In order to effectively understand and implement the work breakdown flow, the team needs to have the following prerequisites and understandings.
- Definition of Ready
- Definition of Done
- Backlog refinement cadence with the appropriate team members and stakeholders involved
Work Breakdown Process
The goal of the work breakdown process is to decompose work into small batches that can be delivered frequently, multiples times a week, in order to deliver value faster with less rework.
The general work breakdown process involves:
It is important that the team keep these tips in mind when decomposing work:
- Known poor quality should not flow downstream. This includes acceptance criteria that require interpretation. If the acceptance criteria cannot be understood by the whole team then we are developing defects, not value.
- Refining work requires significant brainpower and is the primary quality process. Meetings should be planned around this. Hold them when people are mentally alert and time box them to prevent mental fatigue.
- Good acceptance criteria come from good communication. Avoid the following anti-patterns:
- Someone outside the team writes acceptance criteria and hands it to the team. Since the team was not involved with the conversation, there’s no chance to uncover assumptions and the team has less investment in the outcomes.
- One person on the team writes acceptance criteria. Same problem is above.
- Each team member is assigned work based on their expertise. This removes communication and also ensures that people are only focused on understanding their tasks. Again, the team as a whole isn’t invested in the outcomes. This typically results in finger pointing when something fails. Also, if someone is unavailable, the rest of the team lacks context to pick it up.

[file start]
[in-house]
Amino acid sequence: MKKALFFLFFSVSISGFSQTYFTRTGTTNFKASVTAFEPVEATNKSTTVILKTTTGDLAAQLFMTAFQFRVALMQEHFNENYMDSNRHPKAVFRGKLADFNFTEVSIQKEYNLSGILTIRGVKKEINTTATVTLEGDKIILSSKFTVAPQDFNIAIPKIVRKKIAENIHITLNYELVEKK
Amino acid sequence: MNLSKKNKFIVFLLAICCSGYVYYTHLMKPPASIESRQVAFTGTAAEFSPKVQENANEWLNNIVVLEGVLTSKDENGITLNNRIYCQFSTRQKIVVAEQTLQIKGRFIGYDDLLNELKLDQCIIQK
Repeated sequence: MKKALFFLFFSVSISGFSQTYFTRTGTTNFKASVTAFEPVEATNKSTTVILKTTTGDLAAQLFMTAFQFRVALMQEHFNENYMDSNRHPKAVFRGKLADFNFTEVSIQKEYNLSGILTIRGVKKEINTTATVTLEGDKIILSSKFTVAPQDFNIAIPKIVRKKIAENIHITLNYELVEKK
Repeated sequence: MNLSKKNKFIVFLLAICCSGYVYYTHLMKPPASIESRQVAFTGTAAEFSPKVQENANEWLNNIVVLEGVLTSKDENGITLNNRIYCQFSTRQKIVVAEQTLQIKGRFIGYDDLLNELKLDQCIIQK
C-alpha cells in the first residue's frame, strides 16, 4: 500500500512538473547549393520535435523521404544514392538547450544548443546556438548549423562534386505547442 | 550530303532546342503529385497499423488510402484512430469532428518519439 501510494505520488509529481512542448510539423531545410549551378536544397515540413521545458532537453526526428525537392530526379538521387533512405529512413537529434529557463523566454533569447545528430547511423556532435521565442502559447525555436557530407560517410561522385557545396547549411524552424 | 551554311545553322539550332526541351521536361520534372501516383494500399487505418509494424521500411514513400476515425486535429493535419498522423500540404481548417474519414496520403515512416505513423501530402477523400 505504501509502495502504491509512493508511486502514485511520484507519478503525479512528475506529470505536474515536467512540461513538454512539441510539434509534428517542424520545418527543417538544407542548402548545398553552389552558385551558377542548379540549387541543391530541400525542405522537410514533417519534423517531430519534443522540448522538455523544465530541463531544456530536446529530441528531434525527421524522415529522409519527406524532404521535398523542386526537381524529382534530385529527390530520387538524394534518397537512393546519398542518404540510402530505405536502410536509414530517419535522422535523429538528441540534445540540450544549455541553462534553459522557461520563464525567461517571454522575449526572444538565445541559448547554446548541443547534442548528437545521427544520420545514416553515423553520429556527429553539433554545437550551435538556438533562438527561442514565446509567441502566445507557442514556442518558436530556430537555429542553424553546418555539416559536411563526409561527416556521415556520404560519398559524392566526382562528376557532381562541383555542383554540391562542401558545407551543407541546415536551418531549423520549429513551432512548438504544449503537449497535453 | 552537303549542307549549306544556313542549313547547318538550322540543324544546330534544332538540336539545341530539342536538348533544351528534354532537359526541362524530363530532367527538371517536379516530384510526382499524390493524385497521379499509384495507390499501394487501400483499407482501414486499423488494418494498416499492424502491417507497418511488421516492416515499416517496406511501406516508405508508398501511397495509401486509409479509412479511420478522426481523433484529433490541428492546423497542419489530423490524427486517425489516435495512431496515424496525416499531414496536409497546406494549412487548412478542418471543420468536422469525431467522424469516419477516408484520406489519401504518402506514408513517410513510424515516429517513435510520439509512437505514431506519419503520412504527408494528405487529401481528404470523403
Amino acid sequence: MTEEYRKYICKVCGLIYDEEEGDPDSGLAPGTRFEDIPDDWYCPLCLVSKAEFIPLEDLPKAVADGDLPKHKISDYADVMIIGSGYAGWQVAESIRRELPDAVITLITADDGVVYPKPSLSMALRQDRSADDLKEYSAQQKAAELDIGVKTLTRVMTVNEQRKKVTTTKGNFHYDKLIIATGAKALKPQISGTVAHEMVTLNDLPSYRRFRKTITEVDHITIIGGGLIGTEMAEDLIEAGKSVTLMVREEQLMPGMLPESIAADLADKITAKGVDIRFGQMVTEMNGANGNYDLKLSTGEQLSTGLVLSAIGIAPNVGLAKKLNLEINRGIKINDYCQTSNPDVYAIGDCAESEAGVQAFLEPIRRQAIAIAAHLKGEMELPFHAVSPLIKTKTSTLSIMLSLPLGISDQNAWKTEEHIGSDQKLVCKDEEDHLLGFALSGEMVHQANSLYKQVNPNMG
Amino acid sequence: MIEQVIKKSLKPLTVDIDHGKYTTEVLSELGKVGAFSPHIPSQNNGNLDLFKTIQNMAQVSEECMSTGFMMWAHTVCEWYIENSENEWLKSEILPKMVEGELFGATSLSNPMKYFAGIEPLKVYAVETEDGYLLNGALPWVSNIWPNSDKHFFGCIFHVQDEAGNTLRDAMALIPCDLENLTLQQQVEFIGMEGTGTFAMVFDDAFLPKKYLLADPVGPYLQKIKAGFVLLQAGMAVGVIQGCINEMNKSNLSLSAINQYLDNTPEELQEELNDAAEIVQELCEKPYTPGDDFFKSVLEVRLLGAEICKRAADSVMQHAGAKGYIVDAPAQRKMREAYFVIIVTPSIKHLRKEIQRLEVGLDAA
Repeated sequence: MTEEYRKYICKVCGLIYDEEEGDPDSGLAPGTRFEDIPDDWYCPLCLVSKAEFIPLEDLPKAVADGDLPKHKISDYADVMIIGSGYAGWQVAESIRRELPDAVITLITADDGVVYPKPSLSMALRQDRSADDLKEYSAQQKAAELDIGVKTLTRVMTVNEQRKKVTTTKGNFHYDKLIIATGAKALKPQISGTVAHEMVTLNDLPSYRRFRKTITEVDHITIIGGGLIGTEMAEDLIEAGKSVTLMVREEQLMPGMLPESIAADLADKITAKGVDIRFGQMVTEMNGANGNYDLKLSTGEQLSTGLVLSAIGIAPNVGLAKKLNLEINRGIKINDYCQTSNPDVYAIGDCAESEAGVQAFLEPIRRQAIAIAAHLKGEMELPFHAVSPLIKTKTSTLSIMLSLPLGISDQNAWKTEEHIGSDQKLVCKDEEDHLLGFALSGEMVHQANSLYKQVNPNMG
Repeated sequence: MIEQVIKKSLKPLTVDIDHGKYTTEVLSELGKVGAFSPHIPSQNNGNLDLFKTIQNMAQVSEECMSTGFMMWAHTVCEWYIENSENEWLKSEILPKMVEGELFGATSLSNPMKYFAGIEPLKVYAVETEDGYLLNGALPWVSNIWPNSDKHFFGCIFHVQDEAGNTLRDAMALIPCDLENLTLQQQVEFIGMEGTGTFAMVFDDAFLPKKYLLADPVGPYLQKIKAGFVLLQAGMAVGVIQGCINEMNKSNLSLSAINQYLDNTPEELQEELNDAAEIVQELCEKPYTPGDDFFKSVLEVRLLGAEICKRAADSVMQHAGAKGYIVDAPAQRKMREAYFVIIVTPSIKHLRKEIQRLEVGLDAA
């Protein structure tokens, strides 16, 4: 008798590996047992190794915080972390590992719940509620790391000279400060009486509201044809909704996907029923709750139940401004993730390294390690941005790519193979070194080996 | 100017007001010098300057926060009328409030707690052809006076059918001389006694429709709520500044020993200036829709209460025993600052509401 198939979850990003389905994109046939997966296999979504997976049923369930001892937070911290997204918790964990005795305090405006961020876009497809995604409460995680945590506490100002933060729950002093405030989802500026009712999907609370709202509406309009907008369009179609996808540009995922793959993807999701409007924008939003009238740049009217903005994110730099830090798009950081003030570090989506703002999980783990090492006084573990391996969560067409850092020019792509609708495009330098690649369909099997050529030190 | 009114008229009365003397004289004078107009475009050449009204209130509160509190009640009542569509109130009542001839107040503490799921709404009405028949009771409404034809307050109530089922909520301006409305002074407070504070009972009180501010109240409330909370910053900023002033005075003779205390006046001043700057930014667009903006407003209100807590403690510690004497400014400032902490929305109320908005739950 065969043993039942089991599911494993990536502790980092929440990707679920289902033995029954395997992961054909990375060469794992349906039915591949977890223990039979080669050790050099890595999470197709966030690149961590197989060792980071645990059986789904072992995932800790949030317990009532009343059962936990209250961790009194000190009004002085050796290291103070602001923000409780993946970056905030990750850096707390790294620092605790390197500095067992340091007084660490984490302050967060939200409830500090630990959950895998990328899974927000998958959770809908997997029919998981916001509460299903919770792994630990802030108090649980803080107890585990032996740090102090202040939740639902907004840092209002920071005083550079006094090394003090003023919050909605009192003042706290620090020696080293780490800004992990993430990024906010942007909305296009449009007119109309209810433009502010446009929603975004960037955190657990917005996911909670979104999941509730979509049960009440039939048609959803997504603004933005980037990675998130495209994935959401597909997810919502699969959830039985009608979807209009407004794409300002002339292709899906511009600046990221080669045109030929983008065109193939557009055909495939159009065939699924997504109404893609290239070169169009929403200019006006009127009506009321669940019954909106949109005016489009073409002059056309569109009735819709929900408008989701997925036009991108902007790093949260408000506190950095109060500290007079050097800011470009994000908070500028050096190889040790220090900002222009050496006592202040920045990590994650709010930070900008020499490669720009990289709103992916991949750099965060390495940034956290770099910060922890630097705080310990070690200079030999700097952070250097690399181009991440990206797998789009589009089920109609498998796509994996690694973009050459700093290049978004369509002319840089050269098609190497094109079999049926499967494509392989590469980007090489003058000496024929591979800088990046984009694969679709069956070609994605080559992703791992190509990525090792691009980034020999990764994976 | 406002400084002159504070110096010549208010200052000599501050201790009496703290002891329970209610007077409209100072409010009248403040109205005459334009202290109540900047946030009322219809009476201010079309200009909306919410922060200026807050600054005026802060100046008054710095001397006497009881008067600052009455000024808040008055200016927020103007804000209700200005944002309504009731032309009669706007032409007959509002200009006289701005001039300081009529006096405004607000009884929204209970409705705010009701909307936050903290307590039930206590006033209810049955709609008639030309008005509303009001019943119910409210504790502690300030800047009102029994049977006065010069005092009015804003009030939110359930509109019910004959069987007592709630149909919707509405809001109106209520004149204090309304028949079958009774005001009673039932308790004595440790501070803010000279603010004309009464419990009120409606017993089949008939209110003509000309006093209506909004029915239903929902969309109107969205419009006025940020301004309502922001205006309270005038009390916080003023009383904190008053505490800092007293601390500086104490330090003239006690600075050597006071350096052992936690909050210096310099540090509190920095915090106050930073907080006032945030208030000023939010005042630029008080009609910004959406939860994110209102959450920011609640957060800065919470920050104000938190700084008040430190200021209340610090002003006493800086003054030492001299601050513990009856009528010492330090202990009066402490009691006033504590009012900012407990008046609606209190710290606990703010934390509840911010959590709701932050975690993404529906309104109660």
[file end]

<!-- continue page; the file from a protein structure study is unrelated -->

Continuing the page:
- Refining should be focused on outcomes, not volume. If we have a 1 hour meeting and 10 stories to refine, it’s better to have one fully refined story we can work on than 10 partially refined stories that we’ll “figure out during development”. Stop refining a story when we agree on the acceptance criteria or agree it’s blocked and needs more information. Only then should we move to the next story. Stop the meeting at the scheduled time.
Ideas become epics with defined outcomes, clear goals and value. Epics become a list of features.
Common struggles for teams when breaking down ideas into epics and features:
Refining Epics/Features into Stories
Stories are observable changes that have clear acceptance criteria, and can be completed in less than two days. Stories are made up of one or more tasks.
Typic al problems teams experience with decomposition are:
- Stories are too big
- Stories are too complex
- Stories lack testable acceptance criteria
- Lack of dependency knowledge
- Managing research tasks
Refining Stories into Development Tasks
Tasks are independently deployable changes that can be merged to trunk daily.
Breaking stories down into tasks gives teams the ability to swarm work and deliver value faster.
In order for teams to visualize tasks required to implement scenarios, they need to understand what a good task looks like.
Tracking the team’s Development Cycle Time is the best way to judge improvements to decomposition. Stories should take 1-2 days to deliver and should not have rework, delays waiting for explanations, or dependencies on other stories or teams.